A tentative deal to extend the government's antiterrorism powers under the law known as the USA Patriot Act appeared in some jeopardy Thursday, as Senate Democrats threatened to mount a filibuster in an effort to block the legislation.
"This is worth the fight," Senator Russell D. Feingold, a Wisconsin Democrat who serves on the Judiciary Committee, said in an interview.
"I've cleared my schedule right up to Thanksgiving," Mr. Feingold said, adding that he was making plans to read aloud from the Bill of Rights as part of a filibuster if necessary.
The political maneuvering came even before negotiators for the House and Senate had agreed on a final deal to extend the government's counterterrorism powers under the act.
The above is from Eric Lichtblau's "Extension of Patriot Act Faces Threat of Filibuster" in this morning's New York Times.
Lloyd e-mails to note Matthew Rothschild's "Bush Victorious on Patriot Act" (This Just In, The Progressive), which runs down some of the problems:
Bush may be slipping in the polls, but he's still getting just about everything he wants out of the Congress.
Including reauthorization of the Patriot Act.
This week, a conference committee of the House and Senate agreed to make permanent almost every aspect of the Patriot Act. Even the most controversial measures--including allowing the FBI and local police to snoop on your library and bookstore activities--were given another seven-year lease.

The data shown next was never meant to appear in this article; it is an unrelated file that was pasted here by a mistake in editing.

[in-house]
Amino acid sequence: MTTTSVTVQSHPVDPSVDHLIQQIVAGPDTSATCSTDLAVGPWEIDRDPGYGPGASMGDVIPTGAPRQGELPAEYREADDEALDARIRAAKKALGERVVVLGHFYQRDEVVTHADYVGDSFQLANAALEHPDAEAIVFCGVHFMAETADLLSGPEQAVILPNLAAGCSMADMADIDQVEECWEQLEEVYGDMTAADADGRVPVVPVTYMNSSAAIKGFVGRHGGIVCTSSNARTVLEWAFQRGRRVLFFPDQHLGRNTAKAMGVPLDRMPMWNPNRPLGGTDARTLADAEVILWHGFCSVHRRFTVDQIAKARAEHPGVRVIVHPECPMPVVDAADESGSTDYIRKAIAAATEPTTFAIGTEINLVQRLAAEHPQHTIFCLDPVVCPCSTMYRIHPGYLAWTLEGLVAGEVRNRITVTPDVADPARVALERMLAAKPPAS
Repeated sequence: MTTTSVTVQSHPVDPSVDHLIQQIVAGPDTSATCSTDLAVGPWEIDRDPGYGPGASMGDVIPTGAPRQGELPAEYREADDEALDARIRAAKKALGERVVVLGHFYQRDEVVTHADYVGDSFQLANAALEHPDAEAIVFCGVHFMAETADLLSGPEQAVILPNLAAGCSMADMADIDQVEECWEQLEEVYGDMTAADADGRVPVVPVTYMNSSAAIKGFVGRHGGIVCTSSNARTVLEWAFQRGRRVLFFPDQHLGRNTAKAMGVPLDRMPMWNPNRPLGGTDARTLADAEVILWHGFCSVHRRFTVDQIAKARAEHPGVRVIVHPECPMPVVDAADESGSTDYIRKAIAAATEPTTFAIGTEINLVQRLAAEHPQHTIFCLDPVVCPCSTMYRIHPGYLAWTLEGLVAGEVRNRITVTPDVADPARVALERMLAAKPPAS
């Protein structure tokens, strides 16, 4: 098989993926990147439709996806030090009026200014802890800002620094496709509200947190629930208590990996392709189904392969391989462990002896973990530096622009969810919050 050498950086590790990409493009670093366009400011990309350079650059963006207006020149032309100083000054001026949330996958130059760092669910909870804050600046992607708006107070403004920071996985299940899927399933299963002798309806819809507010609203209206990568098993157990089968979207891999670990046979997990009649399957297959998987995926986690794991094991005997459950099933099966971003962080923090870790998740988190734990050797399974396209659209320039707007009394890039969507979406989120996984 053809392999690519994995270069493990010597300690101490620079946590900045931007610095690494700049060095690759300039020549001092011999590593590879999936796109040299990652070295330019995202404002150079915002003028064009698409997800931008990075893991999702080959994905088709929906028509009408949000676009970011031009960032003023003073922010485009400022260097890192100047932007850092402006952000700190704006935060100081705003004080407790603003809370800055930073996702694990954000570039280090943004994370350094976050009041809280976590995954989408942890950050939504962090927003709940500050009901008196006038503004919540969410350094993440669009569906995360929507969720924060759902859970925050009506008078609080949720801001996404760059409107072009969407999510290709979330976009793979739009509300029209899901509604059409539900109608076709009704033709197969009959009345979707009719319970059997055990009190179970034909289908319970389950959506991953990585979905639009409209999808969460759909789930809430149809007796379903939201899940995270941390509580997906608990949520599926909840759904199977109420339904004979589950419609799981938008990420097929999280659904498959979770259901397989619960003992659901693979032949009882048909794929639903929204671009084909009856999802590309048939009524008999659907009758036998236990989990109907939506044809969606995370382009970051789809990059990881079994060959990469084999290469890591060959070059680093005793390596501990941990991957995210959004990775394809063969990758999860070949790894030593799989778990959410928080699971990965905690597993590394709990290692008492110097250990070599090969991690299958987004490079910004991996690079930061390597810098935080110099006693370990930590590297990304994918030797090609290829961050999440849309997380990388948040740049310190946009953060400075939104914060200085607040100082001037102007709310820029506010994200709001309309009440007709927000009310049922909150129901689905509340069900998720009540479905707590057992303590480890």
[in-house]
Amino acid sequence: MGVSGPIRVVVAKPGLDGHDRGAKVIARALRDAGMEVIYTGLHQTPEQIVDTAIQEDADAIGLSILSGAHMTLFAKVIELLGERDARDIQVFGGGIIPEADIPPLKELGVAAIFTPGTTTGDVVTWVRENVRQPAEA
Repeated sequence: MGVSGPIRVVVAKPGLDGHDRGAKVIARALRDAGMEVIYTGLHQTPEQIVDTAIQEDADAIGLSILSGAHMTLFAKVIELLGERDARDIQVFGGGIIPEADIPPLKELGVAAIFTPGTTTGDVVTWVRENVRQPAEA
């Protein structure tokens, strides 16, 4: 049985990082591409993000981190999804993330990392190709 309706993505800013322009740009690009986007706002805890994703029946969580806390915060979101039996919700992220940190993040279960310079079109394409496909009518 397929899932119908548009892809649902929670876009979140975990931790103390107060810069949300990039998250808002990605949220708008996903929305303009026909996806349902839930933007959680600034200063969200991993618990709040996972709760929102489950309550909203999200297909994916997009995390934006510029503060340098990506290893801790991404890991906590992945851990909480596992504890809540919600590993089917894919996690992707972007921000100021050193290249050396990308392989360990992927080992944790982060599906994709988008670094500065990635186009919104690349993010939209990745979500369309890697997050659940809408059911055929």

The conference bill would still allow the FBI or local law enforcement to barge into your home when you're not there, ransack your house, rifle through your files, go onto your computer and implant in it a device called a "magic lantern," which records every single key stroke you make.
Then the cops can leave without telling you about it--at least for a while.
Here a compromise was made, but a minor one. Instead of being able to delay notification for a "reasonable time," as in the original, now the police could delay for an initial 30-day period, but this could be stretched indefinitely with an "unlimited number of 90-day extensions if approved" by a court, according to the ACLU. The legislation also maintains the ridiculously broad definition of "domestic terrorism," which could be construed as covering nonviolent acts of civil disobedience.
And it gags you from telling anyone except your lawyers if the FBI comes after your records. In fact, it even makes it a new crime to violate that gag order.
Reminder, check your inboxes for the gina & krista round-robin this morning. (Patriot Act information is included in two stories and there's a roundtable on the topic.)
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the new york times